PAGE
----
Could you perhaps try doing some fun things with dog and son - maybe some simple training with treats, some games of catch, even just five minutes of supervised stroking/tummy rubbing time? Might help with the bonding process. I think your son will follow your lead so if you make some dog time exciting and fun it should rub off. Good luck smile

Fairydogmother Sat 04-May-13 20:20:08

Why do you want to give him up? Just because your son isn't keen?

So if your son isn't keen on the new baby will you give that up too?!

Sorry but I feel massively strongly about dogs being 'given up'. If you do go down this route please rehome him straight to someone who will keep him for the rest of his natural life. I have 2 rescues and know first hand the utter disaster zone of dogs who've had multiple homes and been in kennels. My 9 month JRT had been in 5 homes when she came to us. It's taken us 2 years to get her mentally ok.

I'm not trying to be harsh but it upsets me greatly

QueenofWhispers Sat 04-May-13 19:27:36

How will I know if our Dog has to go?

We love him like crazy, and we got him as a puppy (8 weeks old) however our DS doesn't like him still (after having him for nearly 9 months) and now we're pregnant again.

at what point do you give up? I really love him, and I think we would love to have him, but I feel that he would enjoy a whole family who appreciated him, not just 2/3 people.

KingRollo Sat 04-May-13 08:53:34

Message withdrawn at poster's request.

bountyicecream Sat 04-May-13 08:29:37

Also noisy barking is the one noise that DD has always been immune to. If the dog barks in the night it wakes me up but not DD

bountyicecream Sat 04-May-13 08:28:30

My dog didn't seem to have a clue that I was pregnant. I bought the crying baby cd and she didn't care. i think it annoyed me mroe than her grin . I didn't worry about her sitting on me, pulling me. I think babies are pretty tough inside our tums.

However I would say she saved my sanity both in the long wait for DD to arrive (2 weeks late) when we did big walkies every day, and also she forced me to get out of the house for a walk each day once DD was here. I probably wouldn't have bothered without the dog but I always felt so much better for the exercise/fresh air

SilverSky Fri 03-May-13 22:13:21

We have a barker. My boys never get woken by the barking, the are so used to it. The youngest is 9mo old.

The dog was interested when my oldest came home from the hospital and heard the crying, think the dog thought the baby was a squirrel.

We stopped the getting on the sofa too and the dog quickly adapted.

I never leave them alone together as I don't want to put the dog in a situation. The dog is really good with the boys but why rock the boat and chance something?

neontetra Fri 03-May-13 20:28:17

During pregnancy, my working cocker became fascinated by my worn knickers, pj bottoms, leggings etc, and would rip them up given half a chance. Never did this before or since - must have loved something about my pregnancy hormones! Post birth she has been v loving to dd. I remember my mum visiting when dd was 2 days old, and commenting on how d dog sat close while I was bf. She still does now dd is one! Also so patient, allows dd to do all sorts to her (supervised, of course). Good luck, op and other pregnant posters - do thoroughly believe baby and dog can have a wonderful (supervised) relationship!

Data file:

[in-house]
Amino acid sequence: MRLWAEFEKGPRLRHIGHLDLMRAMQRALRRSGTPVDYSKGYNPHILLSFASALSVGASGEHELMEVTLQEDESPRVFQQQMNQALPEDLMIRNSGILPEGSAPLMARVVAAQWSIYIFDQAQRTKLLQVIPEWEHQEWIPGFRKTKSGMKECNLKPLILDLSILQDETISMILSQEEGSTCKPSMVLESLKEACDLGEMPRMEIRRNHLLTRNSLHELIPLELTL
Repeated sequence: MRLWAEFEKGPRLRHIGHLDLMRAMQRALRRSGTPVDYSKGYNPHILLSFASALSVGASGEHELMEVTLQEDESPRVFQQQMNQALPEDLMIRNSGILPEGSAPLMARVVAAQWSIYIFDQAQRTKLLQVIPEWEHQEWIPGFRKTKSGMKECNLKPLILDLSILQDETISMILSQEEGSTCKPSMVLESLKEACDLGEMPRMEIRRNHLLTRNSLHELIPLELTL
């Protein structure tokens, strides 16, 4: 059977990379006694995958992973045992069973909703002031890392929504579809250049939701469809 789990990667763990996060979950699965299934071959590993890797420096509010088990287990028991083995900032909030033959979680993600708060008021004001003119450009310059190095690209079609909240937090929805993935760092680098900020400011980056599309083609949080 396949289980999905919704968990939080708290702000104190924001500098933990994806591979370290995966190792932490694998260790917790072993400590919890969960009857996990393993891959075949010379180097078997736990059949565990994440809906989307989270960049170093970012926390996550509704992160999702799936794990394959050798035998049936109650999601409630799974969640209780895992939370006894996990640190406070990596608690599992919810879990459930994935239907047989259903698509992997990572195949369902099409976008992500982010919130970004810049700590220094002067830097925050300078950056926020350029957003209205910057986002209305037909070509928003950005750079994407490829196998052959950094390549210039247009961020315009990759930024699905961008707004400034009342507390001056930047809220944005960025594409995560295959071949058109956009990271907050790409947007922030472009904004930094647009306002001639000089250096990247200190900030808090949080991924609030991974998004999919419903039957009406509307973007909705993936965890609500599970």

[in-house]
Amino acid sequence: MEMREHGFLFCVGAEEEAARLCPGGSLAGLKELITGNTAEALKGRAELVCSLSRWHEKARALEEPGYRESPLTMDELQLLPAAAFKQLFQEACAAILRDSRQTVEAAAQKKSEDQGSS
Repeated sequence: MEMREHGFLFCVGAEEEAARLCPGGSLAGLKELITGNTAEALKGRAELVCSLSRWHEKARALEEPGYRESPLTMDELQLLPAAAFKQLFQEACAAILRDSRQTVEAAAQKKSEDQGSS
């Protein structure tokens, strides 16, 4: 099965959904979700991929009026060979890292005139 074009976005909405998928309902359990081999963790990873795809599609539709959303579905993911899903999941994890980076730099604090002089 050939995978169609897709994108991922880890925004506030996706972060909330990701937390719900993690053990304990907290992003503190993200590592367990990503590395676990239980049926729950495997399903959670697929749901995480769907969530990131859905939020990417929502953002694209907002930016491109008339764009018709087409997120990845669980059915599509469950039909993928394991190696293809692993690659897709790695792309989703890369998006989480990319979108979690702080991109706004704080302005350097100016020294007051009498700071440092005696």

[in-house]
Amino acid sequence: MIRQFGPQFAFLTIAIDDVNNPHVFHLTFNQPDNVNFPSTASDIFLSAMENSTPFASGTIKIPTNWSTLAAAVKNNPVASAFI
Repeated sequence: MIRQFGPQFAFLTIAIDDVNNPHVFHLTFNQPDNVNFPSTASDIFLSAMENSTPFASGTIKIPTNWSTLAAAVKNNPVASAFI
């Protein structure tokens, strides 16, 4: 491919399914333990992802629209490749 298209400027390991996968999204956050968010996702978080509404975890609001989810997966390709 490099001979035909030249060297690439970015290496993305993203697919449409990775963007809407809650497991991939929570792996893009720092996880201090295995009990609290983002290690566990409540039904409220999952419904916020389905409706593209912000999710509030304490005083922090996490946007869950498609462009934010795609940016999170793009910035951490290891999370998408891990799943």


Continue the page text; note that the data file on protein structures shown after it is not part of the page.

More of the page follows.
KingRollo Fri 03-May-13 19:48:27

Message withdrawn at poster's request.

KingRollo Fri 03-May-13 19:40:50

Message withdrawn at poster's request.

JesusInTheCabbageVan Fri 03-May-13 19:15:58

This is TMI and not helpful, but the thing I remember most about bringing DS home was that the dog was utterly, utterly fascinated by all my different smells - especially lochia blush. Barely glanced at the baby then buried his face in my crotch again. Not the magical moment I'd envisaged.

stickingattwo Fri 03-May-13 15:46:34

Here's what we did which really helped our dog get used to the new additions:

1. Make all changes right now - so that your dog doesn't associate change with the new arrival as much - he will be down the pecking order no matter how much you love him

2. put a stair gate on babies room or at top of stairs now so dog get used to it. You don't want unsupervised doggy visits to baby. Though we let our pup upstairs as long as we're there too.

3. reinforce manners - keep off furniture, not pulling on lead, coming when called etc which will make everything calmer in general and easy to walk baby & dog together. Also reinforces the 'we people are the pack leaders youre the dog' thing.

4. Always feed dog after humans/baby so he knows he's below baby in the pack and will respect that.

5. Before you bring baby home get someone to bring back a blanket or clothes that the baby has worn and put in in dogs basket so he can get used to smell.